Vice President, Pennsylvania Railroad
Born 21 September 1855 in Hollidaysburg, Pennsylvania
Died 24 March 1929 in Gladwyne, Pennsylvania
Buried Church of the Redeemer Cemetery, Bryn Mawr, Pennsylvania
Elected 7 December 1907 at age fifty-two
In one or two respects, the Pennsylvania Railroad is an exception among American transportation enterprises. It has never been possible to say that any capitalist or group of capitalists owned it. Every one knew what was meant by the “Vanderbilt lines,” the “Gould roads,” or the “Harriman system.” But from the early sixties to the present day, no group or individual could ever assert that the Pennsylvania “belonged” to them. The second peculiar characteristic of the company was perhaps a consequence of the first. When a president of the Pennsylvania retired or died, the directors never examined the list of promising outside railroad managers with a view to selecting his successor. The rule was inexorable that he must be picked from the Pennsylvania. Scott, Roberts, Cassatt, McCrea successively rose from the ranks to supreme command, and Samuel Rea followed in 1913.
Rea, who had carried a rod and chain with the Pennsylvania’s surveying gangs in his fifteenth year and had worked in its freight offices at $50 a month, had certainly risen from the ranks. He was ambitious. Many exacting problems were in sight on the railway horizon of 1913, and Rea was confident of his own capacity to meet them; but it was destined that they should be solved by other men. Almost in the first year of his incumbency the European war broke out. When our own country entered the conflict, two-and-a-half years later, requisitions on American industry imposed a strain so prodigious that the country’s transportation facilities were visibly breaking down. The taking-over of all the railways by the government, their operation as a unit, the shifting of freight, locomotives and rolling stock from one line to another line of less resistance, became the only possible solution.
It soon grew evident, however, that the business built up by many companies through the labor of years was being scattered to competing lines. This process affected the different companies differently. The Pennsylvania’s Eastern and Western lines were split apart: its Western lines, the old-time “feeders” of the Eastern system, were linked with the rival New York Central. While steel products continued to move from Pittsburgh to the coast over Pennsylvania’s Eastern roadbed, the highly profitable traffic in grain and coal and general merchandise was diverted to the company’s competitors, who did their best to keep it. The right or wrong in this phase of war-time policies is still in controversy. The New York Central’s traffic moved on a level roadbed such as promoted speed and economy of transportation; the Pennsylvania had to traverse mountain ranges with high gradients. Therefore, so reasoned the Railway Administration, the Central was the normal route for urgently-needed foodstuffs shipped from Western farms, and the Pennsylvania the logical highway for hauling back unprofitable “empties.” Nevertheless, some of the decisions were admittedly high-handed, and, unhappily for the spirit in which the controversy was conducted, the government director of the Eastern region, dictating war-time traffic policies on both Pennsylvania and New York Central, was the President of the Central. When at last the war was over, the Pennsylvania seemed but a shadow of its former self. In 1921 its “ton-mileage,” the measure of a year’s achievement in transportation, was actually less than in 1911. In April of 1921, seven months after the property had been turned back to its owners, the dividend on Pennsylvania stock had to be cut to the lowest rate since its revenues were paralyzed by the famous Pittsburgh riots of 1877.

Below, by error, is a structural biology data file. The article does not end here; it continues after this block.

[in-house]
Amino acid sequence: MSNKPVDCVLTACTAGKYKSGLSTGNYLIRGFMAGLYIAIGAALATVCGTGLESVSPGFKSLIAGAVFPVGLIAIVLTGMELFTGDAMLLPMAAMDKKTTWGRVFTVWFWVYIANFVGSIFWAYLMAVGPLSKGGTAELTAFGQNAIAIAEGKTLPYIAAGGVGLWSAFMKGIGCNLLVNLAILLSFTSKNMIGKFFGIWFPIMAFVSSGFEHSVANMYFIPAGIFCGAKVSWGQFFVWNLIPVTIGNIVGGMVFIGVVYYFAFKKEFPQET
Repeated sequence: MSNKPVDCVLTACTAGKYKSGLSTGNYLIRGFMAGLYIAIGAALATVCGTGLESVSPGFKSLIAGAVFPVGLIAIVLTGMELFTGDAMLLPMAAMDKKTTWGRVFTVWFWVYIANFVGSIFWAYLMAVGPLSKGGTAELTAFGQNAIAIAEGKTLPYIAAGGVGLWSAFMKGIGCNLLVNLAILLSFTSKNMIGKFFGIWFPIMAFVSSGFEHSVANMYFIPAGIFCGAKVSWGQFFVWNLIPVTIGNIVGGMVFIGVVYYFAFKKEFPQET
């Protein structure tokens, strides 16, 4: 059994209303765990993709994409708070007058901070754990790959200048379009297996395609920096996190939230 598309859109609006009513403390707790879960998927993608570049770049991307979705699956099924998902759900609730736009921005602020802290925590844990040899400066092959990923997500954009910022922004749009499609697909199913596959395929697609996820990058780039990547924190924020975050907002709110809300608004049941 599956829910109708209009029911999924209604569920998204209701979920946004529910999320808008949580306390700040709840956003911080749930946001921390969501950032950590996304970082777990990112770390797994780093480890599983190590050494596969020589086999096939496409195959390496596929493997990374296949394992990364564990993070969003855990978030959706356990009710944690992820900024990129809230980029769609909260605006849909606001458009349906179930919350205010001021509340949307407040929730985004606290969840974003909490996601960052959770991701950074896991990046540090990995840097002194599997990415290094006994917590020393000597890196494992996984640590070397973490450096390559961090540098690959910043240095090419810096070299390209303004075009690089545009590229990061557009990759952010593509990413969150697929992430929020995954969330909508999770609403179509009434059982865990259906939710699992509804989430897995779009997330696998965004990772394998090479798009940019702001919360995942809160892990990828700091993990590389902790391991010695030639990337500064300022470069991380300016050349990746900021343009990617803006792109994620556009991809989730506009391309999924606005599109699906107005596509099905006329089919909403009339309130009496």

It was impossible that bitter resentment should not have been created; it is, indeed, not at all unlikely that the present alignment of the Eastern trunk lines in the “grouping controversy,” the moves of the Pennsylvania, after each successive new proposal, to checkmate the purposes of the New York Central, are an inheritance from Federal-operation days. Rea himself had come to feel, not only that circumstances had made his own railway career a failure, but that his company’s future had been ruined in the interests of competitors. This bitterness of spirit did not prevent the most vigorous efforts on his part to recover the Pennsylvania’s lost traffic and lost prestige. But recovery was slow and Rea’s own retirement from office, under the age-limit proviso, occurred when the company’s fortunes were only on the turn. He lived to see the Pennsylvania again in its old place of primacy among American railways, its net operating income raised from the $37,000,000 of 1921 to $117,000,000 in 1928. But his own career from 1917 to 1925 seemed little short of personal tragedy.
Alexander Dana Noyes
1930 Century Association Yearbook